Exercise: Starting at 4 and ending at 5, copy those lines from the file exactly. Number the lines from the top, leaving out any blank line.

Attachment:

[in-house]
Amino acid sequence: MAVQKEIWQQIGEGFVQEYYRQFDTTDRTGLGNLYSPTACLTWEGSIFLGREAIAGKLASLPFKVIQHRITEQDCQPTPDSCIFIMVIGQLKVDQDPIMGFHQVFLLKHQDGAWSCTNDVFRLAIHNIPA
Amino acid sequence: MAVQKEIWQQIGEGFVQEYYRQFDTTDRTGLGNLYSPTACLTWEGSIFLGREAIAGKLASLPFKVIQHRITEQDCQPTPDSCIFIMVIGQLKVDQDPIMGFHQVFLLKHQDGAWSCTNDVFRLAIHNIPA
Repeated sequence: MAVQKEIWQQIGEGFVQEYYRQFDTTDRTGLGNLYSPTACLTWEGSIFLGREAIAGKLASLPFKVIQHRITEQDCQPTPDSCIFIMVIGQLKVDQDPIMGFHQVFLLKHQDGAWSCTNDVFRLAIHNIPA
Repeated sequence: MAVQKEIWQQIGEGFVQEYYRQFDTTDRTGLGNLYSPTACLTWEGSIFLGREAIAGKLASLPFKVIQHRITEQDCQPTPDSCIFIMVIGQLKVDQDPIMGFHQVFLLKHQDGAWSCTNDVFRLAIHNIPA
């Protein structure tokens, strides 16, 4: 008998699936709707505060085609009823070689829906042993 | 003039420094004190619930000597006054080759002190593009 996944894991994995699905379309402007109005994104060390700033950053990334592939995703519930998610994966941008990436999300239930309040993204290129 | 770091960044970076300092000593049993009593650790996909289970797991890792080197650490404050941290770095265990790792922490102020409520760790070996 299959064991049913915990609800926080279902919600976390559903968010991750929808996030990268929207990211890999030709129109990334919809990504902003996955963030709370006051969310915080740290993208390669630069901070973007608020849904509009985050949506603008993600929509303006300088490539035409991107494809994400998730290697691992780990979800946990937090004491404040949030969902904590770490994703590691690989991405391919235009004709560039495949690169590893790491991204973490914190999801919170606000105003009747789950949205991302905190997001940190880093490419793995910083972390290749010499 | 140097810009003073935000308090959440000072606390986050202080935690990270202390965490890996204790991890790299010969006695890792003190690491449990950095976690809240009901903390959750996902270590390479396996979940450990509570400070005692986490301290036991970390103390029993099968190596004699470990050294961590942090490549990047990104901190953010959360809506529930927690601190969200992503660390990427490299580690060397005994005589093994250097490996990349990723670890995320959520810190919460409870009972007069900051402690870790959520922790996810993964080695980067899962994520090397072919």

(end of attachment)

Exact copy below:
Repeated sequence: MAVQKEIWQQIGEGFVQEYYRQFDTTDRTGLGNLYSPTACLTWEGSIFLGREAIAGKLASLPFKVIQHRITEQDCQPTPDSCIFIMVIGQLKVDQDPIMGFHQVFLLKHQDGAWSCTNDVFRLAIHNIPA
Repeated sequence: MAVQKEIWQQIGEGFVQEYYRQFDTTDRTGLGNLYSPTACLTWEGSIFLGREAIAGKLASLPFKVIQHRITEQDCQPTPDSCIFIMVIGQLKVDQDPIMGFHQVFLLKHQDGAWSCTNDVFRLAIHNIPA